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The Ambassadors

Henry James

Book Overview: 

Henry James considered The Ambassadors his best, or perhaps his best-wrought, novel. It plays on the great Jamesian theme of Americans abroad, who finds themselves in an older, and some would say richer and more sophisticated, culture that that of the United States. The protagonist is Lambert Strether, a man in his fifties, editor of a small literary magazine in the manufacturing town of Woollett, Massachusetts, who arrives in Europe on a mission undertaken at the urging of his patron, Mrs. Newsome, to bring home her son Chadwick. That young man appears to be enjoying his time in Paris rather more than seems good for him, at least to those older and wiser. The novel, however, is really about Strether's education in this old world. One of his teachers is the city of Paris and its society, in which Chad Newsome has become so immersed. Yet for all its beauties and attractions, this is a real Paris, not an idealized one, a Paris with its own superficialities and dangers. From it Strether has much to learn, and its lessons are perhaps not always those that Chad himself has drawn, pleasant as they might at first seem.
Had Strether his life to live over again, knowing what he has now learned, how different would it be?

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Book Excerpt: 
. . .P> Strether told Waymarsh all about it that very evening, on their dining together at the hotel; which needn't have happened, he was all the while aware, hadn't he chosen to sacrifice to this occasion a rarer opportunity. The mention to his companion of the sacrifice was moreover exactly what introduced his recital—or, as he would have called it with more confidence in his interlocutor, his confession. His confession was that he had been captured and that one of the features of the affair had just failed to be his engaging himself on the spot to dinner. As by such a freedom Waymarsh would have lost him he had obeyed his scruple; and he had likewise obeyed another scruple—which bore on the question of his himself bringing a guest.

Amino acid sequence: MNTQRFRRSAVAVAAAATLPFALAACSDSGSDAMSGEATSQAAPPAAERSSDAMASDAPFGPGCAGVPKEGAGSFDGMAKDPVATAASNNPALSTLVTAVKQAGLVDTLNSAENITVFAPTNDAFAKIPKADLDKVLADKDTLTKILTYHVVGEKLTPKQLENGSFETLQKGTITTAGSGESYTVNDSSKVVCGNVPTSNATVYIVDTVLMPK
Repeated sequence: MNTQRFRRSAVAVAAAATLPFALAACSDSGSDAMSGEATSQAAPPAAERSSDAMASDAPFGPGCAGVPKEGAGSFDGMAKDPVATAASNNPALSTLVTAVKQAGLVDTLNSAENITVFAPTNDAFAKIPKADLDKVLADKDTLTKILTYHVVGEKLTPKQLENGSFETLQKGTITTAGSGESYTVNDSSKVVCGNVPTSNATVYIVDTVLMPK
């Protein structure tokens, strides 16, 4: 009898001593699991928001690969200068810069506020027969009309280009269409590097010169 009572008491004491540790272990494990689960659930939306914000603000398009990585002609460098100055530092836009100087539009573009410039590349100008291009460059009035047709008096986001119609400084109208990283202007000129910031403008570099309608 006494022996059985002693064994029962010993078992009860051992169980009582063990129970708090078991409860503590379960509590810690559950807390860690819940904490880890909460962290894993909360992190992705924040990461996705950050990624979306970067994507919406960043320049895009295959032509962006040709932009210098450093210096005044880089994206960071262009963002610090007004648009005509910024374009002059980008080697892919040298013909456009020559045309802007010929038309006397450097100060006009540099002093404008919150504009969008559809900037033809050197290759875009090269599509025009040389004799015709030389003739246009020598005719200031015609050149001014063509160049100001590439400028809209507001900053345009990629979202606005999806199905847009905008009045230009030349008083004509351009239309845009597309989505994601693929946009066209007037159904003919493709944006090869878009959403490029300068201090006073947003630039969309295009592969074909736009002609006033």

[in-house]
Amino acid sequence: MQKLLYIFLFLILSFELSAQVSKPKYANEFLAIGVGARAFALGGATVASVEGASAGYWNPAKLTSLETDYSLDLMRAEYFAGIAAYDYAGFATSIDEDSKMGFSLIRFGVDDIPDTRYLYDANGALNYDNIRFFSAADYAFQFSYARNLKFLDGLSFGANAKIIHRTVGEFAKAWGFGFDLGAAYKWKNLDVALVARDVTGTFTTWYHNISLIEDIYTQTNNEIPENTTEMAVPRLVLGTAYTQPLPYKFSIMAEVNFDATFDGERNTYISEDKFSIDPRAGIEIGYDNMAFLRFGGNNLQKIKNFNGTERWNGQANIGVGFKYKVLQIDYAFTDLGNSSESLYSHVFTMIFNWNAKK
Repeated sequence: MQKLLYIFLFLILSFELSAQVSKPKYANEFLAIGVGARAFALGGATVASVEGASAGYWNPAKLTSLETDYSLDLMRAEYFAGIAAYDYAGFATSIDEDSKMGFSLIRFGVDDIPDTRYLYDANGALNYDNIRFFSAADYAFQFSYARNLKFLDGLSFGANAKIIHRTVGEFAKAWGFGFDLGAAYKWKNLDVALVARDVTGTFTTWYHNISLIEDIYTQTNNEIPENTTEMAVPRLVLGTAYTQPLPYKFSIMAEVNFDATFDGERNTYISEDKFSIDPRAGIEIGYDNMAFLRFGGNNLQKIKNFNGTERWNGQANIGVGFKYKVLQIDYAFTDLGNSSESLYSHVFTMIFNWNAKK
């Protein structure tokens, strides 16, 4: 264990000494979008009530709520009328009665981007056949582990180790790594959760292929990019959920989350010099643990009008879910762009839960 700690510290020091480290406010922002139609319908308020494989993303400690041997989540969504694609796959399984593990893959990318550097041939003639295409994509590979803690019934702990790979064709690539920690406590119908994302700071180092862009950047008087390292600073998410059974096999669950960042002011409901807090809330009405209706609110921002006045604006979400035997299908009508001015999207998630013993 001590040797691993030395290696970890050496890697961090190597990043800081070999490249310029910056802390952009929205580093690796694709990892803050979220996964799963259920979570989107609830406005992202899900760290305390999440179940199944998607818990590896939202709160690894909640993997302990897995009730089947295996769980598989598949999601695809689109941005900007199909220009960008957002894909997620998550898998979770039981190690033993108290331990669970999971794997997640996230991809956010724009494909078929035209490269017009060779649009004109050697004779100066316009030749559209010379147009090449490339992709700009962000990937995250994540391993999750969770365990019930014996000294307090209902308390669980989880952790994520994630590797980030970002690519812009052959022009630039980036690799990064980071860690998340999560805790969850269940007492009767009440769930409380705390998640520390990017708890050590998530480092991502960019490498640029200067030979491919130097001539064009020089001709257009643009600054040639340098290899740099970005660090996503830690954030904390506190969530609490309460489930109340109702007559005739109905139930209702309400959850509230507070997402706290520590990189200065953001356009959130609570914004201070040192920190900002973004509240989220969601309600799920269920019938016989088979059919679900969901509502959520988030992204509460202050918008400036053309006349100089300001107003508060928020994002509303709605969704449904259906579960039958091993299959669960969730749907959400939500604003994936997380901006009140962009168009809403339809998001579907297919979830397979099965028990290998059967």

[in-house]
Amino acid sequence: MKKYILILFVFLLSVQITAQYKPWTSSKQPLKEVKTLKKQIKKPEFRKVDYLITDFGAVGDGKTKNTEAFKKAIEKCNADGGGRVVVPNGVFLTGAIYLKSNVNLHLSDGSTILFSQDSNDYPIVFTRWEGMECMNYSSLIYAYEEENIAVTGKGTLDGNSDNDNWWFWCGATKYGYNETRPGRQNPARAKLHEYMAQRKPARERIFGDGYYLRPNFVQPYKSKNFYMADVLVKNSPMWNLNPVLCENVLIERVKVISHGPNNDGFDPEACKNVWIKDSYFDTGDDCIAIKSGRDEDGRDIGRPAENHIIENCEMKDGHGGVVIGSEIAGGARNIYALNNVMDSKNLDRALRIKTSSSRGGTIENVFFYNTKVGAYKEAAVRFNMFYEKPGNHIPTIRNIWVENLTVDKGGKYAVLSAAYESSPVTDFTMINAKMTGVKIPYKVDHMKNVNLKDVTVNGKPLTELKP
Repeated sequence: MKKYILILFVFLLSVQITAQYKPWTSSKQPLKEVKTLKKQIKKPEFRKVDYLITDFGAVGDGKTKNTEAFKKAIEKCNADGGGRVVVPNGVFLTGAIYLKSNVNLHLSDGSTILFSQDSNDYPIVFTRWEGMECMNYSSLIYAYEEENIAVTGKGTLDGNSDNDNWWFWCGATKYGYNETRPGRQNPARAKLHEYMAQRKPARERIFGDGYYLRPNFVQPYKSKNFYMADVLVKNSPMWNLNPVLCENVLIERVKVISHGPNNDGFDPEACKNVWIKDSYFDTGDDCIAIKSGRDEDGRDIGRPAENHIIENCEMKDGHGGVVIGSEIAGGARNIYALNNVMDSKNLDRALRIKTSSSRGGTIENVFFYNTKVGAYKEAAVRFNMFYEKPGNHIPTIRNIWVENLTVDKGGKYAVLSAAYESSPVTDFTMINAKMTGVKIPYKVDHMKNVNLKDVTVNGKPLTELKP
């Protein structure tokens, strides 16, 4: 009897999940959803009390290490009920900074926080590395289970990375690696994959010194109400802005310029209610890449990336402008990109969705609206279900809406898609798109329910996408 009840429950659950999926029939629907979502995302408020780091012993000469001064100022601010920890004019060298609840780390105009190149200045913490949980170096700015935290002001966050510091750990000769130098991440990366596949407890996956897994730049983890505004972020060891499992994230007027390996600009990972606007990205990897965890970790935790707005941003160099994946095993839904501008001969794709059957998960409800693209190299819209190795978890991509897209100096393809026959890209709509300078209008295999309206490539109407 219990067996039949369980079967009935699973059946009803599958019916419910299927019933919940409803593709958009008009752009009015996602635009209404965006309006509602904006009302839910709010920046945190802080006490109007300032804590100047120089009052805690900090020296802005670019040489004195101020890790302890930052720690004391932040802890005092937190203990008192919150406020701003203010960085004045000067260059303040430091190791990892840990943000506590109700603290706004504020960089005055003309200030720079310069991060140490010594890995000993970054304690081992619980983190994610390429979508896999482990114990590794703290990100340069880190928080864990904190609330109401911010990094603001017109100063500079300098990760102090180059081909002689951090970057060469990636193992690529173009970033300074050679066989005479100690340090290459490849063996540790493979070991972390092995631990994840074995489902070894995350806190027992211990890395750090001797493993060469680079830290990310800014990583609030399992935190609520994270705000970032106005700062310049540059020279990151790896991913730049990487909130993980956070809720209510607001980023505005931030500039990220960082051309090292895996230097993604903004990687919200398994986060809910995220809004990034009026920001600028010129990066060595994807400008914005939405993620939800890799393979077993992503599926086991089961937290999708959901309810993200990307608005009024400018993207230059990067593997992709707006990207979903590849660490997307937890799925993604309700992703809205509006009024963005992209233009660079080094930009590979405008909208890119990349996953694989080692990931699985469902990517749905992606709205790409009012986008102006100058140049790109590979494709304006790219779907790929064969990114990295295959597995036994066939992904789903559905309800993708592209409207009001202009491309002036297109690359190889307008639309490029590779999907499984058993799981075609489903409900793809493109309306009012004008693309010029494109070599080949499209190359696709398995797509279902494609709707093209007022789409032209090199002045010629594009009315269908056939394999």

Waymarsh looked gravely ardent, over the finished soup, at this array of scruples; Strether hadn't yet got quite used to being so unprepared for the consequences of the impression he produced. It was comparatively . . . Read More

Community Reviews

“The Ambassadors”, by Henry James

This is Daisy Fuentes Miller, reporting to you live from the set of MTV’s “Real World Gay Paree”. Six strangers, from totally different backgrounds, thrown together, forced to live under the merciless glare of the Hankcam, which documents their every move for posteri

A curious reading experience, and, in the end, a remarkable one. After banging my head against the first two hundred pages of this novel over several weeks, something suddenly clicked in. Was it James's bizarre, flourishing syntax? Or the sudden realization that this is a simple plot, presented comp

If I've figured the one thing about this novel for certain, that it is not a realistic novel. At least not in the sense of the 19th century. The people populating it are not real. Lets take the main character Lewis Lambert Strether (even the name is ridiculous). He arrives to Paris from Woollett, Ma

It is important to remember that Henry James's later works (his "major phase") are very much the roots of "modern literature" (whatever that means), and should be read in the same way as Proust's A la recherche du temps perdu, Joyce's Ulysses, Woolf's The Waves and Mrs. Dalloway: which is to say: sl

A gay friend of mine once put Henry James’ tendency to play hide and seek with the reader down to the same trait within himself with regards to his sexuality. Apparently he was deeply suspicious of everything that gave him pleasure. “Nothing came to him simply.” And in this novel nothing comes to us

Lewis Lambert Strether 55, a prim widower considers himself a failure completely dependent on the kindness of wealthy widow and still attractive Mrs.Newsome, from fictional Woollett, Massachusetts his fiancee for a living (set circa 1900) he's the editor of a small magazine review that is financed b

This book asks a lot from the reader and offers precious little in return. Of course, those who gave it five stars must disagree and think this frustrating word salad was all worth it.

I could barely stand it. The neurotic prose, that seemed so unsure and self-conscious, constantly checking itself, i

Henry James has taken circumlocution and obfuscation to new heights in this novel. I don’t often rate a book an ungenerous two stars, but this novel was in many ways an impossible book for me. I appreciate the architecture of James’s novel: the beauty of Paris as a backdrop for temporarily exiled Am

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